Friday, December 1, 2017 - 17:30 to Sunday, December 3, 2017 - 21:00
Indigenous cultures form the foundation of contemporary multicultural Taiwan. Consequently, indigenous representation in its cinema has been plentiful, yet often controversial. These films range from troubling stereotypes of Taiwan’s native peoples in the 1960s to popular contemporary films by indigenous directors. This diverse programme will feature documentaries and feature films that engage with cultural, social, ecological, and political issues pertinent to Taiwan’s past and present.
All screenings are FREE and open to the public, but bookings are essential. All films have English subtitles.
Children in Heaven documents the aboriginal community living under the Sanying Bridge in New Taipei City. Every year the community is destroyed because the authorities deem that the settlement has breached the Water Resources Act. After each demolition, even the ruined building materials are completely removed from the site.
Twelve years ago, Meihua and her family of seven including her parents lived as squatters under the Sanying Bridge in New Taipei City. The place was subsequently demolished. They managed to rebuild their home, but it was pulled down again following the birth of Meihua's son in 2009.
Conflicts surrounding family, real estate development, and traditional agricultural lifestyles on Taiwan’s stunning east coast are at the core of this warm film. With a soundtrack produced by the innovative Amis musician Suming舒米恩, Wawa no cidal also offers an excellent introduction to popular and contemporary indigenous music.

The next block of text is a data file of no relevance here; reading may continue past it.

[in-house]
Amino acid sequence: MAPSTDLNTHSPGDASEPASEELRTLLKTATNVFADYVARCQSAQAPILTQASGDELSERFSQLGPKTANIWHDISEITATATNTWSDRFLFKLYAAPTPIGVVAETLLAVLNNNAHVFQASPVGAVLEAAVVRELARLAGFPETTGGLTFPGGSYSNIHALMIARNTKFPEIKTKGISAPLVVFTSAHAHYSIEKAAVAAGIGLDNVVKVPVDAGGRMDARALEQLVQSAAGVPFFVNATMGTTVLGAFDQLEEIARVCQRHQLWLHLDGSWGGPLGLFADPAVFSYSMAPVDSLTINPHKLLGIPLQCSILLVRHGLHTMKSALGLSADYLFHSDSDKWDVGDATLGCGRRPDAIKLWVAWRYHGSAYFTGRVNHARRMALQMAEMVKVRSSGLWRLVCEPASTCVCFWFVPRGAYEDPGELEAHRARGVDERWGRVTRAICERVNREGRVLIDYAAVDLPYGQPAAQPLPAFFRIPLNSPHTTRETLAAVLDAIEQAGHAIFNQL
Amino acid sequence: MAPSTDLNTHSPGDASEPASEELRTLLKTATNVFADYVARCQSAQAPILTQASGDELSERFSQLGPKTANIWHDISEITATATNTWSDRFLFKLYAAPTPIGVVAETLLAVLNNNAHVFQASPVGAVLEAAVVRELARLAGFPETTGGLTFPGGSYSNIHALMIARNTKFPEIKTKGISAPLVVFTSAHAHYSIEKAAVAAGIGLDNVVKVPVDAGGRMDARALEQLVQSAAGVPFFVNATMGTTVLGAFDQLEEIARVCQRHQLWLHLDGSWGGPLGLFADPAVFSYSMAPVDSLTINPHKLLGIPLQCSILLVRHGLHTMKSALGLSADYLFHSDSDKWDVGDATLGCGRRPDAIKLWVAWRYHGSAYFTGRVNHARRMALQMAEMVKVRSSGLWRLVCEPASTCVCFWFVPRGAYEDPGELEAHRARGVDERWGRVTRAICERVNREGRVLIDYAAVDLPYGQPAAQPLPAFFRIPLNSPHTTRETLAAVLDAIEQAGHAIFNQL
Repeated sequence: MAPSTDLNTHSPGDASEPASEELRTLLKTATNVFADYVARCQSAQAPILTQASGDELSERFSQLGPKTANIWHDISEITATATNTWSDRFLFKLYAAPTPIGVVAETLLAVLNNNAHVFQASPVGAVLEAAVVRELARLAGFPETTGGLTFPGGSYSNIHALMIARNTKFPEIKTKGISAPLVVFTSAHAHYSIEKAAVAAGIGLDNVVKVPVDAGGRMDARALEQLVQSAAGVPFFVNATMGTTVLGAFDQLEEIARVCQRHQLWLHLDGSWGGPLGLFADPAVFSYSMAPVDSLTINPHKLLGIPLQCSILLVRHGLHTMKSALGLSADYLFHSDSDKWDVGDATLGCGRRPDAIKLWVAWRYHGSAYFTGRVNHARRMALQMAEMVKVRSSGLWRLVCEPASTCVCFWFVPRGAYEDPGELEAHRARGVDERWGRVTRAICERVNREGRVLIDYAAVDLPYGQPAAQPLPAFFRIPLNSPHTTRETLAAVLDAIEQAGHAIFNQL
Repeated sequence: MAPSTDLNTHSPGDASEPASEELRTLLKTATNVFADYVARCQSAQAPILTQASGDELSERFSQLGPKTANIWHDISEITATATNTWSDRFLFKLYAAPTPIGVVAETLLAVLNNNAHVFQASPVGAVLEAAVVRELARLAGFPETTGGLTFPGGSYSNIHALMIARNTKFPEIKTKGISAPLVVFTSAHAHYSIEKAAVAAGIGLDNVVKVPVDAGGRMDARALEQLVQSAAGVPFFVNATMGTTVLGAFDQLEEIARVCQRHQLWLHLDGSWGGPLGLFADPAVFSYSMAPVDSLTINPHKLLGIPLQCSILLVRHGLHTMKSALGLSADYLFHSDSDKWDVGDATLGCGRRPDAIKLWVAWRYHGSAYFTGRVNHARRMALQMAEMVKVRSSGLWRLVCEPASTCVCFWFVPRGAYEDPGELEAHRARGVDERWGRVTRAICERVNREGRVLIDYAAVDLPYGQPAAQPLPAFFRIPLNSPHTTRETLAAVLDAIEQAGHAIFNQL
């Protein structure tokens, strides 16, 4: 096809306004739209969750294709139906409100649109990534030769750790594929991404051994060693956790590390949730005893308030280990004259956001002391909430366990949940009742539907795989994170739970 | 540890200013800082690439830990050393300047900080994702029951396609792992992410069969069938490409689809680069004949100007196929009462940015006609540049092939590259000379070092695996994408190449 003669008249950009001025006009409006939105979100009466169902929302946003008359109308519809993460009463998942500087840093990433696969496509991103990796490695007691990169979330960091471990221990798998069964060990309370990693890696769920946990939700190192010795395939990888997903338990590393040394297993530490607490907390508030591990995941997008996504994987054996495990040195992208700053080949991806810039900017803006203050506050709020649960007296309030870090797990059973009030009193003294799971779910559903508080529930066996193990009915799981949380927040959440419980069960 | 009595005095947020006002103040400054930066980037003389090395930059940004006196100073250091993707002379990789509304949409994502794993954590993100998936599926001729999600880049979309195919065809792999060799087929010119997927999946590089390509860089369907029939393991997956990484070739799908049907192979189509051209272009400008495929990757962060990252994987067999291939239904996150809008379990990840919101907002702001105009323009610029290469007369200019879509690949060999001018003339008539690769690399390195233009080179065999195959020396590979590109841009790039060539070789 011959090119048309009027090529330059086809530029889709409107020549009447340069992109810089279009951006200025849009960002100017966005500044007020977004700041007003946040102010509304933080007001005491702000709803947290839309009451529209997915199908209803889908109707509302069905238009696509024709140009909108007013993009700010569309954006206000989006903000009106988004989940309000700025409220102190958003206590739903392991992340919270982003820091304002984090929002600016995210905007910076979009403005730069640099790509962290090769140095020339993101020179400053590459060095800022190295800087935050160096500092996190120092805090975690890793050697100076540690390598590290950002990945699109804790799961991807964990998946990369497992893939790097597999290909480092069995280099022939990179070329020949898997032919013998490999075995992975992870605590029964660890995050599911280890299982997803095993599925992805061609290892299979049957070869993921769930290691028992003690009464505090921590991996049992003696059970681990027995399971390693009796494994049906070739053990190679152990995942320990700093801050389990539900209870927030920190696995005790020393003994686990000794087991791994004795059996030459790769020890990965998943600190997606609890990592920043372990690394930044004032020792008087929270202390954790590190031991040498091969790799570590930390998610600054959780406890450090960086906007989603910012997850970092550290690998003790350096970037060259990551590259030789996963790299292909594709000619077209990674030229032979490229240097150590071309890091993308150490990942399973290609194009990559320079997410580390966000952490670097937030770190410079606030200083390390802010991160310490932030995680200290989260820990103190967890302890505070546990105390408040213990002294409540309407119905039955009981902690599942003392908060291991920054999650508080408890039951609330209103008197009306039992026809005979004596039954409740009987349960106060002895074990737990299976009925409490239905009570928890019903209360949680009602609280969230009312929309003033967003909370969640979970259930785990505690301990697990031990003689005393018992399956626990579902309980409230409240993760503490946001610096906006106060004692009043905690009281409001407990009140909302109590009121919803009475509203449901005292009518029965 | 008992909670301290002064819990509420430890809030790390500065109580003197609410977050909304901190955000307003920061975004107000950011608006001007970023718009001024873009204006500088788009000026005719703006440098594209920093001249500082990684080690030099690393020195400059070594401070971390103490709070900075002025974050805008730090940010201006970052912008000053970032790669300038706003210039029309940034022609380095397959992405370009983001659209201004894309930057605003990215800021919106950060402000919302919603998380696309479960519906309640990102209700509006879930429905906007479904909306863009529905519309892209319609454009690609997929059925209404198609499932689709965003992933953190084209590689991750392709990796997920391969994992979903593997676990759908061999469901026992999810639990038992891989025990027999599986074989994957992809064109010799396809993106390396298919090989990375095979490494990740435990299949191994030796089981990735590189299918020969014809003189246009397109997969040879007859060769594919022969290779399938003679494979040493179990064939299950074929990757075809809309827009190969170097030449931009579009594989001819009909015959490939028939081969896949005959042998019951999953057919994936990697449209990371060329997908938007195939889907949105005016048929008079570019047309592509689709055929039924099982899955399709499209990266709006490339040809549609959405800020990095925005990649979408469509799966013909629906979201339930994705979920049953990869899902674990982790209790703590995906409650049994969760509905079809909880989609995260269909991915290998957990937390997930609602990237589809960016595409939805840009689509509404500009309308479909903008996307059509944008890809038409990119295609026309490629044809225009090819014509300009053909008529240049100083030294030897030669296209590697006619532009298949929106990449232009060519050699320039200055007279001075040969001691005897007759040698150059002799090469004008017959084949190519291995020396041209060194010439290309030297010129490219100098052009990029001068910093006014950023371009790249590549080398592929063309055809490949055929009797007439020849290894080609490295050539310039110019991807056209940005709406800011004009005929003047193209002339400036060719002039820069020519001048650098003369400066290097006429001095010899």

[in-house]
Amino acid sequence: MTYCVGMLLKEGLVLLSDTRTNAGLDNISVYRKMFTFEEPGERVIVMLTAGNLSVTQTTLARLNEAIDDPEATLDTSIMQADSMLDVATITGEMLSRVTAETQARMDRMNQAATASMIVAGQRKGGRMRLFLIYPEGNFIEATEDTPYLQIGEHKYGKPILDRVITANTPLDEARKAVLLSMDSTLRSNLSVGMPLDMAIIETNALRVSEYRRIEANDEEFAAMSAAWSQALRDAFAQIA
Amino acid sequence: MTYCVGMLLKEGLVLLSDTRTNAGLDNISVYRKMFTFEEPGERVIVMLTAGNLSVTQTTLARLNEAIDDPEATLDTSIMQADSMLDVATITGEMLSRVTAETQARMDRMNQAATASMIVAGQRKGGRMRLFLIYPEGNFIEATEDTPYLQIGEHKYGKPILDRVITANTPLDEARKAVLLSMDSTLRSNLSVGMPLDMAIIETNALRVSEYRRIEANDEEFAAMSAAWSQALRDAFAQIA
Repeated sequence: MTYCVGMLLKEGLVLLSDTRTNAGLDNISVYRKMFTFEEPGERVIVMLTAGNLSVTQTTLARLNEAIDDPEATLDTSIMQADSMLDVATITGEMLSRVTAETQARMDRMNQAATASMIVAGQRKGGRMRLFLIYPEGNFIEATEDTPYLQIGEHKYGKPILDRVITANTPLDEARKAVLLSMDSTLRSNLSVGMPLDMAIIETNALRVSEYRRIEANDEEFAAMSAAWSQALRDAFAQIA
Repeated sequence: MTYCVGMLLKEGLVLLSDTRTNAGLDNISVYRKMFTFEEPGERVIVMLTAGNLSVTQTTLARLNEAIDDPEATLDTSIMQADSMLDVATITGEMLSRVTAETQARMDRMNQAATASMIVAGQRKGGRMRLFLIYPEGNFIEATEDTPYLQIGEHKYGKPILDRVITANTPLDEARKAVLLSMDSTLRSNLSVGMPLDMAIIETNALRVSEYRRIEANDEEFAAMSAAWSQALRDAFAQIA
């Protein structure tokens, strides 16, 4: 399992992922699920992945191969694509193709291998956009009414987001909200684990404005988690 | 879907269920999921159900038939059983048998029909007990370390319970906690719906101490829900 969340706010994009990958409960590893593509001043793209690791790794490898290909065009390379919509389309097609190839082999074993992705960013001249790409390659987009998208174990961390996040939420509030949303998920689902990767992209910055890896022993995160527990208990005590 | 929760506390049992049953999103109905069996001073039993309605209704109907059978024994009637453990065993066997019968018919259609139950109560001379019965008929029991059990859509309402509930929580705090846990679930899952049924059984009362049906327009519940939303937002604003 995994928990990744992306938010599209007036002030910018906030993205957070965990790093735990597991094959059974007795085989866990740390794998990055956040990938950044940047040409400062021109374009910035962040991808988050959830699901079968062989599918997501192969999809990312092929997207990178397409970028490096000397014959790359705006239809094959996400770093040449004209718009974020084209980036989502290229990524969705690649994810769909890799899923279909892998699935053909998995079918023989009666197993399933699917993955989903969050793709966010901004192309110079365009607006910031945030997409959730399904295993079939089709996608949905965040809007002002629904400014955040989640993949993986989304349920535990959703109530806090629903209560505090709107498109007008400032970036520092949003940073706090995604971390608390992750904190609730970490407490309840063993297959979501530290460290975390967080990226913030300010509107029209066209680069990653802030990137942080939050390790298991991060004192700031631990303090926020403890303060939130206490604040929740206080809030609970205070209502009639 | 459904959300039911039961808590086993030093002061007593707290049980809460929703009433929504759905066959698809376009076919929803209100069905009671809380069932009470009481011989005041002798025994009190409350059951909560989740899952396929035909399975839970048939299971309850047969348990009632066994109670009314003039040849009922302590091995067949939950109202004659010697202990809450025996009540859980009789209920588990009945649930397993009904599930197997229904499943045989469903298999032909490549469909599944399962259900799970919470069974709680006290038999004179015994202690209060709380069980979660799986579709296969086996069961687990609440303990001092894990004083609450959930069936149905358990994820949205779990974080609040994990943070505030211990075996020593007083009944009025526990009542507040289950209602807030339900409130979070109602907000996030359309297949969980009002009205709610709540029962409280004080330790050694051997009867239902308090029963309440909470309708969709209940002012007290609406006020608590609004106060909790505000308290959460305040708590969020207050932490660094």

This epic film, one of Taiwan’s greatest box office hits, recounts the violent events of the Wushe Incident, an indigenous uprising against Japanese rule in 1930. Beautifully set in Taiwan’s Central Mountain Range, and receiving both praise and controversy, this film offers a compelling take on violent responses to colonisation.
Produced by the world-famous Shaw Brothers Studio of Hong Kong, this film is one of the earliest film representations of Taiwan’s indigenous peoples. Filmed on this idyllic island southeast of Taiwan, Song of Orchid Island employs common stereotypes to deliver a romantic story of a ‘civilized’ doctor’s encounter with a ‘native’ island girl, played by the popular Chinese actress Cheng Pei-pei 鄭佩佩.
Dislocation and despair, return and recovery, this film documents one Yami (Tao) man’s journey from Orchid Island to Taipei and back again, escaping addiction through the healing powers of community and the ocean.
Best Short Documentary, Golden Harvest Awards (2000)
Screened at Taiwan International Ethnographic Festival (2015)
Hawaii International Film Festival (2000)
Vancouver International Film Festival (2000)
Filmed by activist documentary makers from Tokyo, this recently rediscovered underground film takes us from Taiwanese migrant workers in American-occupied Okinawa to a small Atayal village in the mountains of eastern Taiwan.
Screened at the Yamagata International Documentary Film Festival (2005)
Directed by NDU (Nihon Documentary Union)
Discover the challenges and joys of life from the perspective of three charismatic boys living in a Sqoyaw village in Taichung. This engaging and affirming story is the latest film focused on indigenous life to enjoy a wide release and popular reception in Taiwan.
Continuing from the first film, shown on Friday night, the conflict between the Seediq and the Japanese forces escalates with brutal consequences.
Everyday life on Orchid Island is revealed in this important film by one of Taiwan’s most eminent ethnographic film makers. Hu Tai-li examines the social and ecological problems that the Yami (Tao) people face, especially the government’s controversial and continued use of the island as a nuclear waste dump.